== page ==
Betty Dunn's rationale for enrolling in Fairview’s Living Well workshop is simple: “I’ve had a long and interesting life, and it’s important to me to make the most of every moment I have left.”
Living Well helps people and their caregivers manage chronic conditions. Betty is coping with arthritis. Others learn skills for living with high blood pressure, diabetes, cancer, depression and anxiety.
Funded in part by the Fairview Foundation to improve the health of our communities, Living Well is free and you don't need to be a Fairview patient to sign up.
The sessions are led by local people who are working on their own plans for better health and have completed an intensive four-day training course.
"It’s important to have the leaders fit in with the workshop participants," says Megan Chacon, a community health outreach assistant manager at Fairview who helps find leaders across Minnesota. "They serve the community that they are from. It’s usually someone who has a chronic condition themselves or who is a caretaker for someone with a chronic condition.”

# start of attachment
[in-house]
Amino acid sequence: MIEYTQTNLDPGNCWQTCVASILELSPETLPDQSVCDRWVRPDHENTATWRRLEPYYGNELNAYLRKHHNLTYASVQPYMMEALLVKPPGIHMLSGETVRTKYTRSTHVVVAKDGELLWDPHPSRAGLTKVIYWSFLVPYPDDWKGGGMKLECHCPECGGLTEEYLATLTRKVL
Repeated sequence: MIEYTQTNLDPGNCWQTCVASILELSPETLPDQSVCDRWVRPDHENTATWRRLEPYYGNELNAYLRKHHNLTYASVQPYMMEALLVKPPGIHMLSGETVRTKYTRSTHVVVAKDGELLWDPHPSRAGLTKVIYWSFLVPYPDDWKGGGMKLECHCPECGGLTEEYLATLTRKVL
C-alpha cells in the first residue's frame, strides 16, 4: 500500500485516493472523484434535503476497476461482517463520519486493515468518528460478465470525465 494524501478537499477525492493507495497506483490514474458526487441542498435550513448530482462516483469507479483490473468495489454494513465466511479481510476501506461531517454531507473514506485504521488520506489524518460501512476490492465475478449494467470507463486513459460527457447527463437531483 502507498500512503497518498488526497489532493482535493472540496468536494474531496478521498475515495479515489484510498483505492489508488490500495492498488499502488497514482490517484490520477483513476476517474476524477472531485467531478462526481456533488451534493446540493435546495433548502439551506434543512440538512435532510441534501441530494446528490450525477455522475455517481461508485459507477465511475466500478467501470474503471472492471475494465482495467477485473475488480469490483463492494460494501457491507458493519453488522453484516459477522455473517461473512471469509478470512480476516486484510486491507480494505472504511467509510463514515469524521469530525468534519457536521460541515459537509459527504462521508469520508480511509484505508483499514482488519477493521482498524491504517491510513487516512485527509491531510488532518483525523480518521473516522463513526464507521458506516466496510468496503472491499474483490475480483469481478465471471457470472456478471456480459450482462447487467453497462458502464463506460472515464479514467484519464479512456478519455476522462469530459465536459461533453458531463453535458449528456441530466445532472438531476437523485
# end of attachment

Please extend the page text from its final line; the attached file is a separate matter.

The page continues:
Developed by Stanford University’s Patient Education Research Center, the workshop meets once a week for six weeks. Leaders work with participants to actively improve their health. The sessions address medication, communication with doctors and caregivers, nutrition and fitness—with practical activities and advice at anyone's level.
Betty enjoyed learning new stretches to keep her moving. “The exercises covered every muscle in my body—and they all need help,” says Betty.
Meg Bale went to the workshop with Betty and was reintroduced to cooking. “I raised three boys and I was done with cooking,” Meg explains. “I learned I was missing a lot of good nutrition. That’s important as you get older.”
Living Well emphasizes disease-related problem solving, decision making and action planning. Along with cooking, Meg struggled to plan her time in retirement: “I needed to set some goals, and this program helped me do that.”
One of her goals was to take yoga, something she'd wanted to do for years. She learned to mentally prepare for taking this step. “It worked,” says Meg. “I joined a gym, and now I go to yoga class three times a week. I wasn’t prepared physically for the class, but I learned that you get better as you go.”
Megan says it’s a pleasure to watch people transform as the courses progress. “The participants love it. I get to see and hear how the workshop is making a difference in their lives, making them feel better, helping them communicate with their doctors and families about their health, and just thinking about their chronic conditions in a different way.”